New Fit Note could Lead to More Workplace Disputes

Sick note to fit note (image courtesy of DWP)A new ‘fit note’ to be introduced this April is likely to cause greater uncertainty for employers and employees, and may result in more disputes in the workplace. That’s the warning from Adams & Remers solicitors, following publication of the Government’s response to consultation on the fit note.

The fit note will replace the traditional sick note and aims to introduce a new ‘can do’ attitude towards medical statements. As well as the current ‘you are not fit for work’ option, the revised electronic statement will include a ‘you may be fit to work taking account of the following advice’ option. This option will allow the GP to suggest changes that might enable the employee to return to work, including a phased return, amended duties, altered hours and workplace adaptations.

It had been proposed that doctors would be able to state that an employee was ‘fit for work’, but this was abandoned in acknowledgement that it is not the doctor but the employer, in consultation with the employee, who is best placed to decide whether changes can be made.

Cathy Hoar, Associate at Adams & Remers comments:

“This means that, for example, employees who suffer with a bad back – one of the biggest causes of sickness absence – may still be able to work so long as they avoid bending and lifting while they recover.”

The new fit note system aims to reduce the number of working days lost to sickness, which currently stands at a staggering 172 million days a year. It could also be used to help those with long-term illnesses enter into employment, and to help reduce the number of people who claim incapacity benefit.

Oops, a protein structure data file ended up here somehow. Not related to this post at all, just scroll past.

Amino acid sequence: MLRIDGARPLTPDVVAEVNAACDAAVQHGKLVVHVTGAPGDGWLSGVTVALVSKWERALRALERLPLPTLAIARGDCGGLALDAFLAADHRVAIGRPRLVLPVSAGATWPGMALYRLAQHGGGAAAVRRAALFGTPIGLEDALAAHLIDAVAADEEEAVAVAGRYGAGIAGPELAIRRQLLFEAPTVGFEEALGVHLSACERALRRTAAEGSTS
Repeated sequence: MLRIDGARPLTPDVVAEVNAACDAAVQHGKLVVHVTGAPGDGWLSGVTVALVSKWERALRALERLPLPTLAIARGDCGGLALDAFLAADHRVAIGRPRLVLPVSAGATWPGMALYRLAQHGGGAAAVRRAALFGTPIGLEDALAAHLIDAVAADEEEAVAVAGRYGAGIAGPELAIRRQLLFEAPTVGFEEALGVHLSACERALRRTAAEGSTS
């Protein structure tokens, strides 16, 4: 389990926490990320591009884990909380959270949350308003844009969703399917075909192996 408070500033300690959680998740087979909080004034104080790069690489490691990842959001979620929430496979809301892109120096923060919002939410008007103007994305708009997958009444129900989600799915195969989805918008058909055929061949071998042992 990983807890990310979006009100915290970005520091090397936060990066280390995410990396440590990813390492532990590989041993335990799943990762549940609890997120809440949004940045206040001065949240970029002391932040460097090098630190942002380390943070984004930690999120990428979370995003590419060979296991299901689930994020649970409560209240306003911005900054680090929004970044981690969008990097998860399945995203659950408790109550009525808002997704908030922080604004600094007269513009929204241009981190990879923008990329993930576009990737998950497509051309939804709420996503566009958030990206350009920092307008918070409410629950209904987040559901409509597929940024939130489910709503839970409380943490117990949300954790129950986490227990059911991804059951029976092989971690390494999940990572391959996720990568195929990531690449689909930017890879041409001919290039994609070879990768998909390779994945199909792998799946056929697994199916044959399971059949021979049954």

“But,” says Cathy Hoar, “there is widespread concern that the new system will lead to a fundamental shift in GPs’ responsibilities, as they will be expected to take on the role of occupational health adviser, rather than to act as the patient’s advocate. It remains to be seen whether doctors will tend to use the new fit note as intended, or stick with the ‘not fit for work’ option that they are used to.

“Some believe that the change will lead to disputes based on how the employer responds to the advice given by the GP in the fit note, particularly where the suggested changes might be costly or difficult to manage. Where an employee is disabled, there may also be disputes about whether the employer has complied with its duty to make reasonable adjustments under the current Disability Discrimination laws when implementing the doctor’s fit note advice.”

Cathy concludes:

“My advice to employers is to seek advice early on how to deal with these changes, to check whether employment contracts and policies will need updating, and to consult with staff who may be affected immediately by the new note. I would advise any employer to consider obtaining a full medical report from a GP or specialist and to carry out a risk assessment when an employee returns to work from long-term sickness.”

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